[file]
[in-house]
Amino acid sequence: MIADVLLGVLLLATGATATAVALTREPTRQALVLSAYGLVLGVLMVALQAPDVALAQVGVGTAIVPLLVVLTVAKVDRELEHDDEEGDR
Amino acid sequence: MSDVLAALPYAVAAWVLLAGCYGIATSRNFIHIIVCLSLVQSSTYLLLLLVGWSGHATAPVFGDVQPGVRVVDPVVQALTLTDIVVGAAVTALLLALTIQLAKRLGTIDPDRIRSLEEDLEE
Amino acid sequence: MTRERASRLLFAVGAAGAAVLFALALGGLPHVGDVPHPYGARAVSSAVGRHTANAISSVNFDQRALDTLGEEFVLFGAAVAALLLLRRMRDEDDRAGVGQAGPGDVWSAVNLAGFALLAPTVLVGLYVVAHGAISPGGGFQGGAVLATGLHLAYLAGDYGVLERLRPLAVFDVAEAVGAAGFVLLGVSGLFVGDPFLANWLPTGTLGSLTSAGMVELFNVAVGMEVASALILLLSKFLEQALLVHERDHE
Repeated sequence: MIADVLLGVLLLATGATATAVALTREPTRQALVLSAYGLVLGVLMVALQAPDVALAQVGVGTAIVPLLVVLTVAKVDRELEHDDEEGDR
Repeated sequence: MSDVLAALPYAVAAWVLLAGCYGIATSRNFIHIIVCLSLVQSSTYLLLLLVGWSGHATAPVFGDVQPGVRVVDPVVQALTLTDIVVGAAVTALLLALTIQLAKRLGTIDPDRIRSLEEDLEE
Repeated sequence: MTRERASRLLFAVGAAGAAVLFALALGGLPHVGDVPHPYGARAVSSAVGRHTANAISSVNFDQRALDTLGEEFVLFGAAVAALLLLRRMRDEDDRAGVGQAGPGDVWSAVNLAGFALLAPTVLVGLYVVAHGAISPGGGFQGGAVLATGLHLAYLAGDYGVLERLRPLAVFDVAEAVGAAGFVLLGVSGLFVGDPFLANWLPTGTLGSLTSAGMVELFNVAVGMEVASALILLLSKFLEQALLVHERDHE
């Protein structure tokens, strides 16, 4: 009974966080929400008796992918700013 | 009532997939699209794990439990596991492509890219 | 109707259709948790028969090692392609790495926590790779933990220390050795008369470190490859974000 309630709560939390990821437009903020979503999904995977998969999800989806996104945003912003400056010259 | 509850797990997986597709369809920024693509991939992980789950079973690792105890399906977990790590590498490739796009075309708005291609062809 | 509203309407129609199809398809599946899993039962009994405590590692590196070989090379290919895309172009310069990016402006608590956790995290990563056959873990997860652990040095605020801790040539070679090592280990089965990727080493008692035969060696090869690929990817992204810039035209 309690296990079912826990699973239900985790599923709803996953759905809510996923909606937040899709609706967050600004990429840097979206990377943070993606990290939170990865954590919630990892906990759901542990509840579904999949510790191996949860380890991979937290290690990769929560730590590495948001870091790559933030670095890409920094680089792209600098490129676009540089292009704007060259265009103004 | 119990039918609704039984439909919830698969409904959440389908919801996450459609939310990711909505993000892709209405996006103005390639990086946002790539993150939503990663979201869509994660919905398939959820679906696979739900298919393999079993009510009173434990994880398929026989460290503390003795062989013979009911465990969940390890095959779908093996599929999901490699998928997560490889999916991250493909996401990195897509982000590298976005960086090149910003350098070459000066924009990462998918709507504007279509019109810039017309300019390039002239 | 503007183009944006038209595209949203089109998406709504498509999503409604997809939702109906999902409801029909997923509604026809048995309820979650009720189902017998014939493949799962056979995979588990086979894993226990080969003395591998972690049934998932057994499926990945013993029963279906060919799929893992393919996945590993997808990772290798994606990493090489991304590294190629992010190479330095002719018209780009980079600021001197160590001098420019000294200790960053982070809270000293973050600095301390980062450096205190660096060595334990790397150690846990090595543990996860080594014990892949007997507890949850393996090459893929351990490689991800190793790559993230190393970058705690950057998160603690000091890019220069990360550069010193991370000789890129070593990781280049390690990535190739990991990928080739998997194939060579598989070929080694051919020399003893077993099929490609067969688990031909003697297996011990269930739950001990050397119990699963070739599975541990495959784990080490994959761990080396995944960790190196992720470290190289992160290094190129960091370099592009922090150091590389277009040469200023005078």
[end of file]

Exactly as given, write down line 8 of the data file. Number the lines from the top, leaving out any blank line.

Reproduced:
């Protein structure tokens, strides 16, 4: 009974966080929400008796992918700013 | 009532997939699209794990439990596991492509890219 | 109707259709948790028969090692392609790495926590790779933990220390050795008369470190490859974000 309630709560939390990821437009903020979503999904995977998969999800989806996104945003912003400056010259 | 509850797990997986597709369809920024693509991939992980789950079973690792105890399906977990790590590498490739796009075309708005291609062809 | 509203309407129609199809398809599946899993039962009994405590590692590196070989090379290919895309172009310069990016402006608590956790995290990563056959873990997860652990040095605020801790040539070679090592280990089965990727080493008692035969060696090869690929990817992204810039035209 309690296990079912826990699973239900985790599923709803996953759905809510996923909606937040899709609706967050600004990429840097979206990377943070993606990290939170990865954590919630990892906990759901542990509840579904999949510790191996949860380890991979937290290690990769929560730590590495948001870091790559933030670095890409920094680089792209600098490129676009540089292009704007060259265009103004 | 119990039918609704039984439909919830698969409904959440389908919801996450459609939310990711909505993000892709209405996006103005390639990086946002790539993150939503990663979201869509994660919905398939959820679906696979739900298919393999079993009510009173434990994880398929026989460290503390003795062989013979009911465990969940390890095959779908093996599929999901490699998928997560490889999916991250493909996401990195897509982000590298976005960086090149910003350098070459000066924009990462998918709507504007279509019109810039017309300019390039002239 | 503007183009944006038209595209949203089109998406709504498509999503409604997809939702109906999902409801029909997923509604026809048995309820979650009720189902017998014939493949799962056979995979588990086979894993226990080969003395591998972690049934998932057994499926990945013993029963279906060919799929893992393919996945590993997808990772290798994606990493090489991304590294190629992010190479330095002719018209780009980079600021001197160590001098420019000294200790960053982070809270000293973050600095301390980062450096205190660096060595334990790397150690846990090595543990996860080594014990892949007997507890949850393996090459893929351990490689991800190793790559993230190393970058705690950057998160603690000091890019220069990360550069010193991370000789890129070593990781280049390690990535190739990991990928080739998997194939060579598989070929080694051919020399003893077993099929490609067969688990031909003697297996011990269930739950001990050397119990699963070739599975541990495959784990080490994959761990080396995944960790190196992720470290190289992160290094190129960091370099592009922090150091590389277009040469200023005078």